NEW ORLEANS, La. (WVUE) - The highest court in the land agreed on Friday (Oct. 4) to take up a legal fight over a Louisiana abortion law.
And local pro-choice and pro-life forces see the case as a huge test for the new conservative leaning U.S. Supreme Court.
Lakeesha Harris, is with Women with A Vision, which is based in New Orleans and provides services for women.
"I was hoping that they would dismiss it but if they can't dismiss it, I would rather they hear it and hear us out,” said Harris.
The Supreme Court justices will examine a 2014 Louisiana law that requires doctors who perform abortions to have admitting privileges at a nearby hospital.
Harris and others in the pro-choice movement believe the law is the same as a Texas law that was struck down by the Supreme Court in 2016.
But pro-life advocates like Ben Clapper, who is the Executive Director of Louisiana Right-to-Life, disagree with that argument.
"The Texas law includes requirements that they have ambulatory surgical center requirements, the Louisiana law is only about the admitting privileges and therefore it's more narrowly tailored,” said Clapper. "In addition, the 2016 decision from the Supreme Court dealt a lot with Texas' geography and the travel distance women would have to cross in Texas. Louisiana's facts are different. Our attorney general and his office have made those facts known and that's why the Supreme Court has ruled differently."
Earlier this year, the Supreme Court temporarily blocked Louisiana’s law from taking effect.
The Center for Reproductive Rights is involved in the case, and its CEO Nancy Northup said Louisiana is trying to trample on the right to have an abortion.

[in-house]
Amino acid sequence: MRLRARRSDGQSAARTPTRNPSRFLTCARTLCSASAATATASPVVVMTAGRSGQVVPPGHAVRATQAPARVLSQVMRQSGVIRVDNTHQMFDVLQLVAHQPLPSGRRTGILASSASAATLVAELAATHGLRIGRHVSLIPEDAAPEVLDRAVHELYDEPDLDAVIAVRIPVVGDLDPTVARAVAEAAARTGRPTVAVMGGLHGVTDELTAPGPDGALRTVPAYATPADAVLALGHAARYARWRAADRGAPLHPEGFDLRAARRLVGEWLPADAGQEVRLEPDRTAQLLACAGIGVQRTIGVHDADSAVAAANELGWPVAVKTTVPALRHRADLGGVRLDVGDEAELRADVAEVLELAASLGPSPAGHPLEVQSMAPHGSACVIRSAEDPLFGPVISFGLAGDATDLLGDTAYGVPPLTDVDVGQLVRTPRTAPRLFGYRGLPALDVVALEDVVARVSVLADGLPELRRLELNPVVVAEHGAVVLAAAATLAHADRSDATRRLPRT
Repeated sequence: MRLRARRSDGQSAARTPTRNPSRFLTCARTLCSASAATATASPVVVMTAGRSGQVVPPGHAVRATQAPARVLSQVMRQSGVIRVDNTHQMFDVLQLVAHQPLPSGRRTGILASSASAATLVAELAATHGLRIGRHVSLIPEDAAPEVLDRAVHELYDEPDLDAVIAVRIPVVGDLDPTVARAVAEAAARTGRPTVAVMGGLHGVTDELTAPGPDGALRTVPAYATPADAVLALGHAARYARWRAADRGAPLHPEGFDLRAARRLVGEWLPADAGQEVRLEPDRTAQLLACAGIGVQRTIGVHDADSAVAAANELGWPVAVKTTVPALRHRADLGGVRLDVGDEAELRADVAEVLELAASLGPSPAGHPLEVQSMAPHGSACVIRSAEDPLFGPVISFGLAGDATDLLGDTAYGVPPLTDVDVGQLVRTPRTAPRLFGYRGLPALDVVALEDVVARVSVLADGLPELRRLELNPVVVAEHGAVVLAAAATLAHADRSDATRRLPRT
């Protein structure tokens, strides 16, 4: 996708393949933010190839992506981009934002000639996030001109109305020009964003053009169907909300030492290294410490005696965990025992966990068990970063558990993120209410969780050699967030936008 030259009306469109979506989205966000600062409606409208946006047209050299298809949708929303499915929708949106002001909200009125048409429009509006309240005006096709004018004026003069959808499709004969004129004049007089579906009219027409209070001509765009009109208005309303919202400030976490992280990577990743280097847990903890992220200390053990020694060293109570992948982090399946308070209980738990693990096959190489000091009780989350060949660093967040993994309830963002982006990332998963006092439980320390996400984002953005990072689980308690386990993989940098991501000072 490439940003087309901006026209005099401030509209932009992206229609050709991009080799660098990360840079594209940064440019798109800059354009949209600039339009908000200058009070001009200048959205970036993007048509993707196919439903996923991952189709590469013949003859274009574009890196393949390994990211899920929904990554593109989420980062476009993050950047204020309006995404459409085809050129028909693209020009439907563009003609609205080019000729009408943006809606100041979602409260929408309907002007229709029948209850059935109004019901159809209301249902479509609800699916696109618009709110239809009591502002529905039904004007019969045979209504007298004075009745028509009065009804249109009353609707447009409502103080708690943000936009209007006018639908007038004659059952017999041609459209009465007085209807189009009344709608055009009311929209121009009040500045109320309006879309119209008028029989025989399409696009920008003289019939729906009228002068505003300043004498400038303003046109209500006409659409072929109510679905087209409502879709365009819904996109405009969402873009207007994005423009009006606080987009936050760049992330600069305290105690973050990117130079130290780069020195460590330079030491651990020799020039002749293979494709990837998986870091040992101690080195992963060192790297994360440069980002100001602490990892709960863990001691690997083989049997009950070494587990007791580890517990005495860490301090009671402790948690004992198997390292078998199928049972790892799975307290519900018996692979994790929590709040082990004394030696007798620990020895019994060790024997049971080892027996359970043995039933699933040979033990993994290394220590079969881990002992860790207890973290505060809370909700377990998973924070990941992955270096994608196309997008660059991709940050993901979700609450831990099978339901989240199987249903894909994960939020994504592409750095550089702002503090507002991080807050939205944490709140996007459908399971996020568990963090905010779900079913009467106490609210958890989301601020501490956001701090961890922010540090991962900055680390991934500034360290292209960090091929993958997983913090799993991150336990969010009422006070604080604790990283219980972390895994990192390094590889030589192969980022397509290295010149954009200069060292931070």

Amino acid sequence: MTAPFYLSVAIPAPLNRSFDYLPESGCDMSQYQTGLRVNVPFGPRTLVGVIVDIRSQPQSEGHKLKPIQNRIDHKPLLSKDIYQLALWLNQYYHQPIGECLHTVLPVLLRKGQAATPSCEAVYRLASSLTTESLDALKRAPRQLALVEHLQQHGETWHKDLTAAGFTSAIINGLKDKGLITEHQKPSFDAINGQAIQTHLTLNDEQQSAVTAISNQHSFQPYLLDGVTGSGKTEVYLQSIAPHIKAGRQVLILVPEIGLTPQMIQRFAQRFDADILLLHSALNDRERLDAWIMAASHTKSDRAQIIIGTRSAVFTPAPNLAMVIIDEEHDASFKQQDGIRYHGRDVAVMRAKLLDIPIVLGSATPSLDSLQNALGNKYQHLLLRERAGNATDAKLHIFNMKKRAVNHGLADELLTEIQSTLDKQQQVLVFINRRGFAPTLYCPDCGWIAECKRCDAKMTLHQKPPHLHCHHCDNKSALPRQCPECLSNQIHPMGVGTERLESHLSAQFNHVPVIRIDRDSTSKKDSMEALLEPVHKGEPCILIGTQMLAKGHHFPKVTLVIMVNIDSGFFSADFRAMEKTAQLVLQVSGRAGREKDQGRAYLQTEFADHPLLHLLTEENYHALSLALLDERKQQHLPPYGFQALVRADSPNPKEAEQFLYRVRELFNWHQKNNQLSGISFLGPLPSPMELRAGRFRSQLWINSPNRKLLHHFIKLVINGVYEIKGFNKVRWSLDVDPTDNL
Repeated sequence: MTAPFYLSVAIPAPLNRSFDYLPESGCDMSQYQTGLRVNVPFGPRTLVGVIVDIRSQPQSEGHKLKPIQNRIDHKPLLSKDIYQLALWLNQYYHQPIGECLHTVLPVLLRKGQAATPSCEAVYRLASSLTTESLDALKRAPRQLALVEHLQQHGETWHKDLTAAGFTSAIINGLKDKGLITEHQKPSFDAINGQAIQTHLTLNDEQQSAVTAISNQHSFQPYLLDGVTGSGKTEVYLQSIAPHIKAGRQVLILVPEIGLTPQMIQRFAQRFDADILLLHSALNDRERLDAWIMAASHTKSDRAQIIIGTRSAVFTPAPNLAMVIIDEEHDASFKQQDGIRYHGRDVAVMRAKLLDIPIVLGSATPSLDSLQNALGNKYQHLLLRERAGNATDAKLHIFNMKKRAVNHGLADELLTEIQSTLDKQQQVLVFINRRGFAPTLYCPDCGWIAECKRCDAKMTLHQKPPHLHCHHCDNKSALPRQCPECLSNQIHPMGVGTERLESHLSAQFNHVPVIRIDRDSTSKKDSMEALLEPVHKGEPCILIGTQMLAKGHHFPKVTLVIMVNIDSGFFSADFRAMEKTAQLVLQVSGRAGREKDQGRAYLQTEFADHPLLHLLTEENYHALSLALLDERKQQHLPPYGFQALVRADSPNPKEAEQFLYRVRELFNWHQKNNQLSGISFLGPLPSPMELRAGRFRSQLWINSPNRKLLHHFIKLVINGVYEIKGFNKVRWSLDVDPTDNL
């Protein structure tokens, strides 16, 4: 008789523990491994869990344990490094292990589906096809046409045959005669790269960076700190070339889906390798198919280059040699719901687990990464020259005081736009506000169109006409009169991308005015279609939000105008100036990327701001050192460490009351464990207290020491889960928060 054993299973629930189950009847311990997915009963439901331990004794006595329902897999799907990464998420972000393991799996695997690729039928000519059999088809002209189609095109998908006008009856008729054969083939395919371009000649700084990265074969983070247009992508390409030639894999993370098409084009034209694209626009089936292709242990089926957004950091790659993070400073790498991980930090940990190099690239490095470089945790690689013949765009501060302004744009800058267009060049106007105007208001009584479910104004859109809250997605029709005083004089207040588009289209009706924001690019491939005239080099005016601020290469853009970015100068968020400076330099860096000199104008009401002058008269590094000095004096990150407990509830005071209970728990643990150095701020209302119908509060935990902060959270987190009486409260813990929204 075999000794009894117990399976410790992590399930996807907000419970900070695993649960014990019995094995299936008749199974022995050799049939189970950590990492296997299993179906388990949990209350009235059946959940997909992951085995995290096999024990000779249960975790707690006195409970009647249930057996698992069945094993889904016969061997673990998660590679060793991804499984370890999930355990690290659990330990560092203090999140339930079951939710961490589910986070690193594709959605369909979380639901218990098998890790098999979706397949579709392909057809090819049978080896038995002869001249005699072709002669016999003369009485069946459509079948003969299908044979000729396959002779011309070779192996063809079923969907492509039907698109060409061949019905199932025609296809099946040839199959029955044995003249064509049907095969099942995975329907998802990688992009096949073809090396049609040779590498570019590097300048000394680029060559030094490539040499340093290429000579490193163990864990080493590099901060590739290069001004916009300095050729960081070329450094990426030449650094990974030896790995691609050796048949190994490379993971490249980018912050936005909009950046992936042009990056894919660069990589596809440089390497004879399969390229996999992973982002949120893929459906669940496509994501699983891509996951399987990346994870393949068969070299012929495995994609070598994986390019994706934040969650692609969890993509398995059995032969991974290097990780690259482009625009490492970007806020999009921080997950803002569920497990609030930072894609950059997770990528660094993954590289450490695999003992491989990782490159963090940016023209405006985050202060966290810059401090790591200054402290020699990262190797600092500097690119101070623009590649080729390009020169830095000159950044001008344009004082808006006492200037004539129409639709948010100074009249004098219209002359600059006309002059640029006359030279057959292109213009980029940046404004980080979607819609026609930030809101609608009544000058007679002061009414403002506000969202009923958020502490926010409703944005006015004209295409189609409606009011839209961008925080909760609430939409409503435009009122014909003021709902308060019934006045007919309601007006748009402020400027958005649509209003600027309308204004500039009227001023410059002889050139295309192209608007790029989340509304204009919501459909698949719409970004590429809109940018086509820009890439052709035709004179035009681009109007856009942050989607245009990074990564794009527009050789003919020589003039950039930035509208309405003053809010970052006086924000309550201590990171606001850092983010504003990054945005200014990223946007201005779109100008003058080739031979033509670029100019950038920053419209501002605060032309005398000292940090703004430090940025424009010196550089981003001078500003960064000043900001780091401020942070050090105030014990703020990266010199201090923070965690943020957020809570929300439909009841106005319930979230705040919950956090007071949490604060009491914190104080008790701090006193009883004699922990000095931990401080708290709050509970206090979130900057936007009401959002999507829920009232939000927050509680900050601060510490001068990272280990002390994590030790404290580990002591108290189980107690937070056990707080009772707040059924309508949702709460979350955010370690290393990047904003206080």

"Abortion access in Louisiana is already hanging by a thread. The number of abortion clinics has fallen from seven in 2011 to just three today. If this law is allowed to take effect, there will be only one doctor left to provide abortion care for the approximately one million women of reproductive age in Louisiana,” said Northup.
A lot of eyes are expected to be on the justices as they take up the case because the court has become more conservative leaning with the two appointments made by President Donald Trump.
Still, Clapper said no one knows what that will mean to the outcome of the case.
"We can't hazard a guess as of what they might do, but we're optimistic that by the Supreme Court choosing to review this law, that they are going to revisit some of their decision in 2016,” he said.
Harris said the composition of the court is worrisome, but she remains optimistic that the challenge to Louisiana’s law will be successful.
"I'm very concerned, hopeful that you know, that justice will prevail but ultimately you know as a reproductive justice advocate and activist I'm very concerned about the conservative leaning court,” she said.
A decision may not come until the summer of 2020.